Developer(s) – Digital Domain & Climax Studios
Publisher(s) – Lego Media
Released at the turn of the century and going through several different name changes, as the game was in fact released before the toy line, Lego Alpha Team is a puzzle-oriented title with somewhat of an RPG element with players having to strategize in accordance with which different characters and abilities have to be used in order to traverse specific obstacles. Though it would probably seem horribly dated to many gamers these days, since it’s certainly not without its flaws, to me, it’s another one of those games that I’d spent a lot of time playing when I was a kid and came back to it recently thinking that it wouldn’t have aged well, when in actual fact, it still remains an immersive and challenging gaming experience.
Graphics – 7.5/10
Developed using the NetImmerse engine, which would later operate as Gamebryo and go on to be the basis of some of the biggest games of the seventh generation, Lego Alpha Team on a technical level was typical of early sixth generation titles; smoother edges and sharper images compared to the graphical quality of PlayStation 1 and Nintendo 64 games. But what makes this game stand out most out of anything is in the environmental design. Each stage of the game is very well put together, presenting players with a great deal of variety for a game that lasts a little more than 4 hours. The game’s soundtrack is also wonderfully varied to suit each stage of the game, retaining a somewhat James Bond feel to it with heavy bass and Vic Flick style guitar solos.
Gameplay – 8.5/10
The variety in gameplay is unprecedented to a degree that surprised me when I first started playing it. The player must traverse through challenging obstacles throughout by gaining new abilities and characters, while also contending with periodical new objects to place around each course in order to progress. I’d played Lego games prior to this, including Lego Racers and Lego Chess, but to me, this game stood out and still stands out as the best of the earlier games in the series. Sometimes a game may come along with a specific license attached to it that prior to playing, a player may not have any sentimental attachment to; but after playing, it becomes a different story. Lego Alpha Team to me, back in the day, was a shining example of that.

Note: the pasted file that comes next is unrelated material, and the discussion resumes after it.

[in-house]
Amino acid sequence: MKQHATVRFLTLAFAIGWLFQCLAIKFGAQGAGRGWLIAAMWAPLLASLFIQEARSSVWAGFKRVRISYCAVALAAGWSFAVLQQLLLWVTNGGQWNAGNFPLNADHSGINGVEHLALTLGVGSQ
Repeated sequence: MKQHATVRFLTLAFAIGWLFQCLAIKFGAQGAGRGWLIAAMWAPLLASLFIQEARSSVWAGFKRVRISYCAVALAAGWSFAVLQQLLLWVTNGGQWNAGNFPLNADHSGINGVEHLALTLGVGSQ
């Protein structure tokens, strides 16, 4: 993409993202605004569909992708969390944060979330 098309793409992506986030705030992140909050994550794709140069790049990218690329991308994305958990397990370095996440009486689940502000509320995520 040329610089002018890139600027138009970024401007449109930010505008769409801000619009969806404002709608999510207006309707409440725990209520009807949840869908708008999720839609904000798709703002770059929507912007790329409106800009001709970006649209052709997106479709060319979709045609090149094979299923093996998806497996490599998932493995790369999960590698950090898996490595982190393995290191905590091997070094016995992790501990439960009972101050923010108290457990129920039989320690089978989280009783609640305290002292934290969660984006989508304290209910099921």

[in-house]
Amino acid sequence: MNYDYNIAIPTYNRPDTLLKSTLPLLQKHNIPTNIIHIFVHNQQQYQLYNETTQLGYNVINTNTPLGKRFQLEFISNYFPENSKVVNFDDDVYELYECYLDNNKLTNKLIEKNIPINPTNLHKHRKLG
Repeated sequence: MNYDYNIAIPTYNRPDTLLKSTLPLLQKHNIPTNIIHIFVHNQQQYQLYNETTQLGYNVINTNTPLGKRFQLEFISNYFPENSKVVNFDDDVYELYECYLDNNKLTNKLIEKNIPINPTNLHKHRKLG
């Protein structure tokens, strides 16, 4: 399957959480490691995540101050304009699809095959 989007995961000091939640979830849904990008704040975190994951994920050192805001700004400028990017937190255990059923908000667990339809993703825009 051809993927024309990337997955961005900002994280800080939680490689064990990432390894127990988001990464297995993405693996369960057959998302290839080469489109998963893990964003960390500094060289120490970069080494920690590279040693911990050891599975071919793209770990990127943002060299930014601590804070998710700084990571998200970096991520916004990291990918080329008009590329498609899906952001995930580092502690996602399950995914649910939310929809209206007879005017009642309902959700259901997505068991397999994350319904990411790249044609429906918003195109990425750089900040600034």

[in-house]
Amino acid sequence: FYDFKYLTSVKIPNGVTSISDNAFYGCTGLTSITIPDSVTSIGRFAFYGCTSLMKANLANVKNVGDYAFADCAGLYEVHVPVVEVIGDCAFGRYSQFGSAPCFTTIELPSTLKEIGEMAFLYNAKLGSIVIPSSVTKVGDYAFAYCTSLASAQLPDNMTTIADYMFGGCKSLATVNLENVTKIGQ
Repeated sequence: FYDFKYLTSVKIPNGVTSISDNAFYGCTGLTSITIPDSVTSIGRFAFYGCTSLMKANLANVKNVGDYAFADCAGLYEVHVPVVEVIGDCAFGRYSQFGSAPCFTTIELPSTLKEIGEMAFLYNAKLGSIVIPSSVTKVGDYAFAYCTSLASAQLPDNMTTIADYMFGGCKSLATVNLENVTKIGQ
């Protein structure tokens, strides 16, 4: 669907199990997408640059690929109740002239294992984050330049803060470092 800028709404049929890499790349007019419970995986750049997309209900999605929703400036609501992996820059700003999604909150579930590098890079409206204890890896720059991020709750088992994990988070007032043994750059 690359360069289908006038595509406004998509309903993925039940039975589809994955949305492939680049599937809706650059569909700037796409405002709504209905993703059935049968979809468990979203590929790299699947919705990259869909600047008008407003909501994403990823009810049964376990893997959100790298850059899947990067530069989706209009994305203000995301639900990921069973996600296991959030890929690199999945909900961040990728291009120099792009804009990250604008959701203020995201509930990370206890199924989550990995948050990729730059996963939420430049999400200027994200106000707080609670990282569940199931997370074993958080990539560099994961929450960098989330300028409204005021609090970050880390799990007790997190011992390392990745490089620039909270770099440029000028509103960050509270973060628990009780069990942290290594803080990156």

Controls – 9/10
The one minor gripe I had with the game’s controls is that at times, it can be somewhat difficult to adjust the camera angles whilst playing and it does come across as a nuisance at times since the game relies heavily on players being able to adjust the camera angles in order to observe every square inch of each course. But it’s a small complaint I have that doesn’t make the game unplayable by any stretch of the imagination. Besides this, the control scheme of the game is unique as I’ve seldom seen many other games that use a similar gameplay system.
Lifespan – 4/10
The biggest criticism that I have about this game, however, is that it could be made to last far longer than it does. On average, players can be expected to make the game last there around 4 hours, and for a game with this much variety, it’s a shame that it turned out to be as fleeting an experience as it is. It was most definitely worth a sequel and to me, it’s a surprise that one wasn’t developed since the Lego Alpha Team brand went to become relatively popular, spawning 36 Lego sets over a period of 4 years.
Storyline – 5/10
The game follows the story of Dash, the leader of the Alpha Team, as he attempts to rescue the other team members from the series’ main antagonist Ogel, who must be stopped having also found a way of zombifying people into doing his bidding. The story of the game was pretty much something in the background to give players that little more emotional stock. It wasn’t exactly re-inventing the wheel, but it wasn’t terrible either. The dialogue throughout the game is passable as well, which was somewhat a breath of fresh air at the time since many games of the fifth generation had some pretty abysmal voice acting.
Originality – 8/10
The game was made to stand out most in terms of both its conceptual design as well as its unique brand of gameplay. It surprised me at the time, and in truth, it still surprises me to this day that not many other developers have since either tried to copy the formula or even modify it in any way, shape, or form; similar to games like Dark Cloud or Okami. Whilst not being on par in terms of quality with either of the two aforementioned titles, it had and still has a level of uniqueness that makes it an impressive game in and of itself.
In summation, Lego Alpha Team is an obscure gem of a game, which I would highly recommend. It’s cheap, immersive, unique and still looks and plays as good as it ever did.